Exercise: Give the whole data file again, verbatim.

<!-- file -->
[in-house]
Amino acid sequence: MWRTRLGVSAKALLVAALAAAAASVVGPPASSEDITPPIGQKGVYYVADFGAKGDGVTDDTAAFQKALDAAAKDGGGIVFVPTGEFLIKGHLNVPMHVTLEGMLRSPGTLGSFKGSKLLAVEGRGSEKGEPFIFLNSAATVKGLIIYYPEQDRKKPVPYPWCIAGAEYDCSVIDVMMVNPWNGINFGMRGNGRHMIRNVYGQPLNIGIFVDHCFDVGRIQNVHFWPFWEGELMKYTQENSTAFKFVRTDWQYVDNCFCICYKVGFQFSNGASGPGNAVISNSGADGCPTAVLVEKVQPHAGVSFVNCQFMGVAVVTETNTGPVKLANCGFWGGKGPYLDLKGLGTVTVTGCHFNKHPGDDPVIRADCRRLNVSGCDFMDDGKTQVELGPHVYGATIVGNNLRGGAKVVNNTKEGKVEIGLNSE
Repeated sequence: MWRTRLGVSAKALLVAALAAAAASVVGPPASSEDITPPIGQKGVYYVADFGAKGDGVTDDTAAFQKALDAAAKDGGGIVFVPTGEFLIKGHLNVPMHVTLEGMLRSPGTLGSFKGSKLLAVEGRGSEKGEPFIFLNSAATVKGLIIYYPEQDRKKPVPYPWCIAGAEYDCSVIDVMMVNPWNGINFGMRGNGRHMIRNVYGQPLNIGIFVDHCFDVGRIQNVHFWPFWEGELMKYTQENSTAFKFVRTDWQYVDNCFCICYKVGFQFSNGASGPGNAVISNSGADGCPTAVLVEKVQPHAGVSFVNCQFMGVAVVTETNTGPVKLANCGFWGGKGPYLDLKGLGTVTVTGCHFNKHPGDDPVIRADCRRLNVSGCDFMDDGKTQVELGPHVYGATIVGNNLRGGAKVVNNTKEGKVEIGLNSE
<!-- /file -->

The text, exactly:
[in-house]
Amino acid sequence: MWRTRLGVSAKALLVAALAAAAASVVGPPASSEDITPPIGQKGVYYVADFGAKGDGVTDDTAAFQKALDAAAKDGGGIVFVPTGEFLIKGHLNVPMHVTLEGMLRSPGTLGSFKGSKLLAVEGRGSEKGEPFIFLNSAATVKGLIIYYPEQDRKKPVPYPWCIAGAEYDCSVIDVMMVNPWNGINFGMRGNGRHMIRNVYGQPLNIGIFVDHCFDVGRIQNVHFWPFWEGELMKYTQENSTAFKFVRTDWQYVDNCFCICYKVGFQFSNGASGPGNAVISNSGADGCPTAVLVEKVQPHAGVSFVNCQFMGVAVVTETNTGPVKLANCGFWGGKGPYLDLKGLGTVTVTGCHFNKHPGDDPVIRADCRRLNVSGCDFMDDGKTQVELGPHVYGATIVGNNLRGGAKVVNNTKEGKVEIGLNSE
Repeated sequence: MWRTRLGVSAKALLVAALAAAAASVVGPPASSEDITPPIGQKGVYYVADFGAKGDGVTDDTAAFQKALDAAAKDGGGIVFVPTGEFLIKGHLNVPMHVTLEGMLRSPGTLGSFKGSKLLAVEGRGSEKGEPFIFLNSAATVKGLIIYYPEQDRKKPVPYPWCIAGAEYDCSVIDVMMVNPWNGINFGMRGNGRHMIRNVYGQPLNIGIFVDHCFDVGRIQNVHFWPFWEGELMKYTQENSTAFKFVRTDWQYVDNCFCICYKVGFQFSNGASGPGNAVISNSGADGCPTAVLVEKVQPHAGVSFVNCQFMGVAVVTETNTGPVKLANCGFWGGKGPYLDLKGLGTVTVTGCHFNKHPGDDPVIRADCRRLNVSGCDFMDDGKTQVELGPHVYGATIVGNNLRGGAKVVNNTKEGKVEIGLNSE